Cruising down a winding country road I detect a small protuberance up ahead on the center stripe and immediately know what I’m seeing- a turtle about to become “street pizza”. Now if you’re like me you’re not going to just pass it by and wish it luck. I’ve saved many a turtle over the years (as well as snakes and frogs) and I wasn’t about to ignore this one. So I pulled over to the shoulder and watched horrified in my rear-view mirror as one-two-three cars sped directly over it. I put on my emergency flashers, checked both ways like my mom taught me, and hurried over to it while getting odd looks from passersby as they blast past me in the opposite lane. Most times it’s a red-eared slider (Trachemys scripta elegans) , mud (Kinosternon subrubrum), or snapping turtle (Chelydra serpentina), but this time it was a beautiful box turtle. Due to habitat loss and fragmentation these turtles (like most other animals) are slowly but surely being squeezed out and put into harm’s way. As I reached down to pick it up, legs and head disappear as it withdraws into the confines of its protective shell. This bony armor works well against predators, but it’s no match against a ton of speeding metal. With its hinged plastron (lower shell) shut as tight as a tick I walk over with it to the edge of the road so I could examine it closer. It might be good to mention here that if you come across one in this same situation always place it on the side of the road that it was headed for. If not, it will turn around and head right back into a death trap.
Noting the “keel” that ran down the center of its carapace (upper shell) and the fact that its shell was “flared” along its edges told me it was an Eastern box turtle (Terrapene carolina). This one, along with the Ornate (Terrapene ornate) box turtle, are the two native species of box turtle in Texas. The Ornate doesn’t have a keel or the flaring on its shell’s edges. Males of both species have red eyes, a long tail with a thick base, and a plastron that’s somewhat concave. Females have yellow or golden colored eyes, a shorter, thinner tail, and a flat plastron. Unable to see its eyes or tail with its shell slammed shut I had to go by the flat plastron indicating it was a female. She was probably in the process of finding a suitable area to lay her eggs since this is about that time of the year. Zoom in on the photos of both the plastron and the carapace and you’ll notice thin faded rings present on the scutes. These are “growth rings” that can be counted to approximate a turtle’s age. This one is somewhere between 12 and 14 years of old. The life span of a box turtle can reach upwards of 100 years. The hinged area near its head was damaged which could’ve resulted from being gnawed upon by some type of predator such as a coyote, fox, raccoon, skunk or even a feral dog. Still though, whatever it was, it didn’t reach the living organism inside. It is said that their shell has regenerative properties and can repair itself when damaged.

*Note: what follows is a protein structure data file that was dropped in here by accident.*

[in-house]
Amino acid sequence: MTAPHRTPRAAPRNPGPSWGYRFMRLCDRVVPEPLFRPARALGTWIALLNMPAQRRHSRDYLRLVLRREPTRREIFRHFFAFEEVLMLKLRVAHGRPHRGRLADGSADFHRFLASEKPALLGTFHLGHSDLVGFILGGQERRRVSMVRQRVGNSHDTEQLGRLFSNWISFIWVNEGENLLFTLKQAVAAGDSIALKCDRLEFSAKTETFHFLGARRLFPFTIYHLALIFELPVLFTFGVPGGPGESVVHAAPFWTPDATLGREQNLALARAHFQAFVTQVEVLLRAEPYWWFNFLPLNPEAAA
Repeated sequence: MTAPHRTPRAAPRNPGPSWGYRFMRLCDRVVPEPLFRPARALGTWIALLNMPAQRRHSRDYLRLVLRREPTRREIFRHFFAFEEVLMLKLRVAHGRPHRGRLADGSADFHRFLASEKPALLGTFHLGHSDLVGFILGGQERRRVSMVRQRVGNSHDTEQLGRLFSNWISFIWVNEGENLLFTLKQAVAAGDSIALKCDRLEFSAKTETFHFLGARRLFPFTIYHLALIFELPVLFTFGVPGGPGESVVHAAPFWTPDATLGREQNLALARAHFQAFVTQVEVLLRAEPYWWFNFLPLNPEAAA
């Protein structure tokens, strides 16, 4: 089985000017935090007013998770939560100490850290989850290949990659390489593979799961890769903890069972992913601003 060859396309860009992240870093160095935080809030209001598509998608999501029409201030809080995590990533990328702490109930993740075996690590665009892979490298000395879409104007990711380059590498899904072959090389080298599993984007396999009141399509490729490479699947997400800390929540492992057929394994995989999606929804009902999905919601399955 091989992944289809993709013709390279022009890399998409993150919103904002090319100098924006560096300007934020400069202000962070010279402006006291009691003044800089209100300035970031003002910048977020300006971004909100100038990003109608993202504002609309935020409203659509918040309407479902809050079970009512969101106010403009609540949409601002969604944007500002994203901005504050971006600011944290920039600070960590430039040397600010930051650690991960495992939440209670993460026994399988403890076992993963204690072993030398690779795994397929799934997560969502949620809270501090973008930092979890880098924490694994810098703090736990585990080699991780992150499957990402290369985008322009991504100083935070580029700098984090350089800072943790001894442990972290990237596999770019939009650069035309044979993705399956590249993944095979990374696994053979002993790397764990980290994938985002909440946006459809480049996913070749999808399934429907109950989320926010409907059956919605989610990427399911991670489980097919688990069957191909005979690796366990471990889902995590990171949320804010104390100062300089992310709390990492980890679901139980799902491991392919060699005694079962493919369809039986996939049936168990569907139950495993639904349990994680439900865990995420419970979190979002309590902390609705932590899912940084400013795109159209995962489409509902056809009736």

There are many people who rescue turtles, in fact there’s a website appropriately tagged “Turtle Crossings” where you can document reports, photographs and even longitude and latitude coordinates (via gps) of where the turtle crossed. Rescuing turtles requires diligence on your part, as your safety trumps that of the turtle. Not paying attention and becoming mesmerized about reaching it in time could result in you getting splattered. There’s another precaution that should be duly noted when rescuing turtles- when you pick them up be sure to direct their hind end away from yourself otherwise you’ll be surprised when you get christened by a thick jet stream of turtle urine. I’ve found this especially true with red-eared sliders. Just there way of saying “thanks”.
Rose, Francis L. 1986. Carapace regeneration in Terrapene (Chelonia: Testudinidae). The Southwestern Naturalist. 31(1): 131-134. 
Smith, Hobert M. 1958. Total regeneration of the carapace in a box turtle. Turtox News. 36: 234-236. 
Labels: box turtle, eastern box turtle, ornate box turtle, turtle